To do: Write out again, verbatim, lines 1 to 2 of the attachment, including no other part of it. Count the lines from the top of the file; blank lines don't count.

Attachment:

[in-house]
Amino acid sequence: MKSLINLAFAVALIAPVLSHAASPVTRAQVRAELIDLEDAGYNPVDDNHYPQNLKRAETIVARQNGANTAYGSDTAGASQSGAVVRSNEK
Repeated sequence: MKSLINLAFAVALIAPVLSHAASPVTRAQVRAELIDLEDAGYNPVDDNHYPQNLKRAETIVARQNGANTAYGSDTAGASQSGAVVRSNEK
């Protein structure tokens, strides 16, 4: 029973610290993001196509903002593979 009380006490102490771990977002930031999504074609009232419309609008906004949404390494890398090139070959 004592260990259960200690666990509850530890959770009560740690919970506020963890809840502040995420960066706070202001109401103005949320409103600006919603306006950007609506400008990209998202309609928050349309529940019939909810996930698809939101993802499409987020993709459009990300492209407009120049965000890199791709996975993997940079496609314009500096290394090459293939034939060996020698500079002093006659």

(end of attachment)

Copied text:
[in-house]
Amino acid sequence: MKSLINLAFAVALIAPVLSHAASPVTRAQVRAELIDLEDAGYNPVDDNHYPQNLKRAETIVARQNGANTAYGSDTAGASQSGAVVRSNEK